Previously, little research has been conducted on how bereaved parents describe interactions with support systems. In addition, friends and acquaintances may not know how to respond to those who are grieving; and they may make comments that are perceived as insensitive and hurtful to the bereaved. The purpose of the proposed qualitative research was to provide a deeper and clearer understanding of bereaved parents' experiences with members of support systems following the death of a child. The sample consisted of 10 parents, both mothers and fathers, who had experienced the death of a child. The data were collected through in-depth interviews of bereaved parents. Using a phenomenological approach, the interview included predetermined open-ended questions as a guideline. Audiotapes and careful field notes were used to document what was observed and heard during the interview. Each transcript was studied to gain an understanding of the data as a whole. Key words, phrases, and statements were highlighted and analyzed individually to develop a more precise understanding of individual experiences. Reflections and insights were synthesized individually and collectively into descriptive accounts. Both supportive and unsupportive behaviors were reported from nine major sources: friends, family, church, other bereaved parents, medical personnel, mental health professionals, work, law enforcement, and the media. Only one participant described receiving no support. Bereaved parents identified six sub-themes under the category of supportive: remembering, gifts, faith, daily activities, physical presence, and communication. The participants identified four sub-themes classified under the category of unsupportive: avoidance, hurtful comments, time, and pressure. The results showed that all populations could benefit from sensitivity training and education in working with bereaved parents. The results may be used for educating members of support systems on what comments and actions are both supportive and unsupportive for bereaved parents. Future research is recommended on the affects mental health professionals, law enforcement, medical personnel, and the media have on grieving parents. The research design may also be used in future studies to identify if there are differences in support among various cultures and racial groups.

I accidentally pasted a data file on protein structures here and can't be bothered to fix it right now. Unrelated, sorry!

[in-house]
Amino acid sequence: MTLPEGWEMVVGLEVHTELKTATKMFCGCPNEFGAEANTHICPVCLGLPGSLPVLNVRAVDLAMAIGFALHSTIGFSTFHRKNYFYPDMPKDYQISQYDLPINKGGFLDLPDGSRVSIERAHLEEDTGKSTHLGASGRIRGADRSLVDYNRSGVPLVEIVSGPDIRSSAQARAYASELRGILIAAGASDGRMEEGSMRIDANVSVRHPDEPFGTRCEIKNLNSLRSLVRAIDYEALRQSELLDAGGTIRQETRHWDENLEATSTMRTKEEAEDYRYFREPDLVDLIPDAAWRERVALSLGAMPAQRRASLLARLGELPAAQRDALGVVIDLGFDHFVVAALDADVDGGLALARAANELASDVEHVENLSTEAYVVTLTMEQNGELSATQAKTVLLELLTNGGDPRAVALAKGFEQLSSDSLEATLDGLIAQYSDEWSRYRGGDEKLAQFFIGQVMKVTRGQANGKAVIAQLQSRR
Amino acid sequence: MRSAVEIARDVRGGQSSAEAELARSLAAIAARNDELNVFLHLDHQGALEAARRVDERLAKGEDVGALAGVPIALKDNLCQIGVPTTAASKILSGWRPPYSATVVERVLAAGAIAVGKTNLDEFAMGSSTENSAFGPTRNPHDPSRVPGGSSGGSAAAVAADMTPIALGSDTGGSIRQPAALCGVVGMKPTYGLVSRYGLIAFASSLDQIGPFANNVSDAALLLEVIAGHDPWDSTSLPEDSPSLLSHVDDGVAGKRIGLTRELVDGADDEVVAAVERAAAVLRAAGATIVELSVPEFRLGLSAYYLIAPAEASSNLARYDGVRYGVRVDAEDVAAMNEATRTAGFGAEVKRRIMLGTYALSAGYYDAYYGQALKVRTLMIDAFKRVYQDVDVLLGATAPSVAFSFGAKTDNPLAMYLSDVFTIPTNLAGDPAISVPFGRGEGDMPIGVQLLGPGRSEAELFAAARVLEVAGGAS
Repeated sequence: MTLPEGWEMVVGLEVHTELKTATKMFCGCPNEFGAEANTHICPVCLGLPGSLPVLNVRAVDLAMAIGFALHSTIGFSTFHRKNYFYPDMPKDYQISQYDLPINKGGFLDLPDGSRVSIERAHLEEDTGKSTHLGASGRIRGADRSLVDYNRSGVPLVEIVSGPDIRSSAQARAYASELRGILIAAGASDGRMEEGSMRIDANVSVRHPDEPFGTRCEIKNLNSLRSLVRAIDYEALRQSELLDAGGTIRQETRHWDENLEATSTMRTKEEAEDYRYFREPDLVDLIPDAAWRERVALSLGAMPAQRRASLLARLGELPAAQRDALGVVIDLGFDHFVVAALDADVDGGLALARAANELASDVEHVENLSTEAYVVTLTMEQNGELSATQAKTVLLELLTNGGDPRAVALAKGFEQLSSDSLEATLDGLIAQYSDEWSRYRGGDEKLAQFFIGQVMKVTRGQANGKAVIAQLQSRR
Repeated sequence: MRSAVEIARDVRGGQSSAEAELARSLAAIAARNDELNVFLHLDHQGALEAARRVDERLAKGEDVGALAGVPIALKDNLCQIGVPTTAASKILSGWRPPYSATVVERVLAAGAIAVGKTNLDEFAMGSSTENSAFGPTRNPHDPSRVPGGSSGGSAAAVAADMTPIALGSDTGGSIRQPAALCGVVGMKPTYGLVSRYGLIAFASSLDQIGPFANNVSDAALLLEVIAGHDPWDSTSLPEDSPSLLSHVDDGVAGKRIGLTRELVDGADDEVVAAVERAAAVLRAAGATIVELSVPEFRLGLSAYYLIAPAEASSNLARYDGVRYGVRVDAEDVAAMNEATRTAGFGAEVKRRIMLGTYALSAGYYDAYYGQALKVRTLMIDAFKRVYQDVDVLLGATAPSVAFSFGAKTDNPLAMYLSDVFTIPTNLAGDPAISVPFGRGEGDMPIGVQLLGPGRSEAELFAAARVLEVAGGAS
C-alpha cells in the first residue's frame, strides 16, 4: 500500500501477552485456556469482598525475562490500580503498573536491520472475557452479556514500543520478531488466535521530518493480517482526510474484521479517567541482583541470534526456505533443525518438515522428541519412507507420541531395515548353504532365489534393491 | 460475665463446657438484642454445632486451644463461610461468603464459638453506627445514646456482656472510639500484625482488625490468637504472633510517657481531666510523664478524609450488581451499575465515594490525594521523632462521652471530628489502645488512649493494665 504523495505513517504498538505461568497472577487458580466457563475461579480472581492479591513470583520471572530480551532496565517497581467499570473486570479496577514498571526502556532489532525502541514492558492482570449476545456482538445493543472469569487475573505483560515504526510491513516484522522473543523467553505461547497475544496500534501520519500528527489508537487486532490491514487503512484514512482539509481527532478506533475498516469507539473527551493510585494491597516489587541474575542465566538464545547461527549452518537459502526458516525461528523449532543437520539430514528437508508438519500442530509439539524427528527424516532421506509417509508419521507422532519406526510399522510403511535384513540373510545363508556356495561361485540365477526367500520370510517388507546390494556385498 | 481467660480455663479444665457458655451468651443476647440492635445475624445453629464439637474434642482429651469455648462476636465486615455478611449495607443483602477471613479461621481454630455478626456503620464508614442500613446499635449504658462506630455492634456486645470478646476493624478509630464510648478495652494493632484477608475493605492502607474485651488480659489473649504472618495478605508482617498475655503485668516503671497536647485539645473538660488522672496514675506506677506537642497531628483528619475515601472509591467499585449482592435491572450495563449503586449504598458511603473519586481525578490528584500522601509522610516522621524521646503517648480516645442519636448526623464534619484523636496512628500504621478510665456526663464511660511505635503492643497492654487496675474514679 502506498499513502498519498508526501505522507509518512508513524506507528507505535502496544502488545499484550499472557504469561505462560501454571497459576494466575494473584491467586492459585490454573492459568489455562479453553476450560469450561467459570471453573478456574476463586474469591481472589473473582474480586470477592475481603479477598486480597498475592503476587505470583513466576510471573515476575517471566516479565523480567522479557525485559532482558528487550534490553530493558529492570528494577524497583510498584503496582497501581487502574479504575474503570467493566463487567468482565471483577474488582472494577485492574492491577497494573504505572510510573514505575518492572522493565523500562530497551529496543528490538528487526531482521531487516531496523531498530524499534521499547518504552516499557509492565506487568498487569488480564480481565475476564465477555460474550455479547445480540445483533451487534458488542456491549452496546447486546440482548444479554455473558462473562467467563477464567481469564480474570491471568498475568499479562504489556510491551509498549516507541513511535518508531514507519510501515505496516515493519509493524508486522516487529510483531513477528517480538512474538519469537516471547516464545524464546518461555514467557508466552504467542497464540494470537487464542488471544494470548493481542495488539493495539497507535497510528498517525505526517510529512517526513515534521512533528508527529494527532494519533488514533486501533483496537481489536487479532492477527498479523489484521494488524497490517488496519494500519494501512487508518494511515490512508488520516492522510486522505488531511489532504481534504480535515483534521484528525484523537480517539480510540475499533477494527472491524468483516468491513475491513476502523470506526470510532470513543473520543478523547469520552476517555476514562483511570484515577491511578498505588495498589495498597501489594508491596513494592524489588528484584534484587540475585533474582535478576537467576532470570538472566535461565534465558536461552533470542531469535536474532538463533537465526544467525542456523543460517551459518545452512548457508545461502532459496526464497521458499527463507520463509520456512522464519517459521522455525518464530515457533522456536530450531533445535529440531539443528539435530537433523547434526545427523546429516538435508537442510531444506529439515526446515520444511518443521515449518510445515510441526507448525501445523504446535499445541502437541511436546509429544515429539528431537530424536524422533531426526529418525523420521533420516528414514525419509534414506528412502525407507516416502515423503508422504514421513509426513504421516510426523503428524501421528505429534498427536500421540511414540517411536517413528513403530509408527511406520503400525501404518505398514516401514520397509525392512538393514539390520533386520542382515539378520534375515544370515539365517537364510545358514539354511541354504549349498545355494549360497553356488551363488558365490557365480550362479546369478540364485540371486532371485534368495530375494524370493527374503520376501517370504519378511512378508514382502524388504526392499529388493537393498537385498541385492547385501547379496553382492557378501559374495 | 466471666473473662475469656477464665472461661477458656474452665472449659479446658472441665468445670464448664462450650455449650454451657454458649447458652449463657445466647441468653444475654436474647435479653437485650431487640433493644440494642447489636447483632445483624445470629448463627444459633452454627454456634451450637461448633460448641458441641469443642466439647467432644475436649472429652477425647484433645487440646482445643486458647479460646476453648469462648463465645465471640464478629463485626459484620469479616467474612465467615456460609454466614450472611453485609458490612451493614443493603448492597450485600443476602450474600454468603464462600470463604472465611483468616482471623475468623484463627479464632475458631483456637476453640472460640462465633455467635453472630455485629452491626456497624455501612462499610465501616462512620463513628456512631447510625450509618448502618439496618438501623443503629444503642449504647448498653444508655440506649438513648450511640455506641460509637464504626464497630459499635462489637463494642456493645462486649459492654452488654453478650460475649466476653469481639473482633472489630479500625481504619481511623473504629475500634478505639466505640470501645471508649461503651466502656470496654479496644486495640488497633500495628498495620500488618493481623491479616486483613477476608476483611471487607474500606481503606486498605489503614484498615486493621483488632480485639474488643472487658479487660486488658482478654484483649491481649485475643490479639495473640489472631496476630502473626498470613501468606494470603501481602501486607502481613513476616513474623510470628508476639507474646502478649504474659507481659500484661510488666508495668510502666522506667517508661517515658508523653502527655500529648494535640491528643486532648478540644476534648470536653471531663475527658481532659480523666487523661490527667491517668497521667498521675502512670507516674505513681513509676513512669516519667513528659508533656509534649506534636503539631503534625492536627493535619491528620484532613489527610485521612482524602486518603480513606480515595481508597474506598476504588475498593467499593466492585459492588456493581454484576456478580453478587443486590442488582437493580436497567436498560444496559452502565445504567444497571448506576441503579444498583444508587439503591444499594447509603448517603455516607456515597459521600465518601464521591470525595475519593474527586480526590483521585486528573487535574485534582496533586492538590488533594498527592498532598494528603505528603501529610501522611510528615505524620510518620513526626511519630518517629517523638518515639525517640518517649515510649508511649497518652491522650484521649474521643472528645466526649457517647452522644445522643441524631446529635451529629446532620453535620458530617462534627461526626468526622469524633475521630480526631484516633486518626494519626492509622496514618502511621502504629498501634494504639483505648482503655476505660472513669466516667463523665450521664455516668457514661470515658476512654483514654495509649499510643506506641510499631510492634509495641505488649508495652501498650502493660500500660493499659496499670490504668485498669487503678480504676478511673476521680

|School Location:||United States -- Arizona|
|Source:||DAI-B 72/02, Dissertation Abstracts International|
|Subjects:||Behavioral psychology, Clinical psychology, Individual & family studies|
|Keywords:||Bereavement, Child loss, Death, Parental grief, Support systems|
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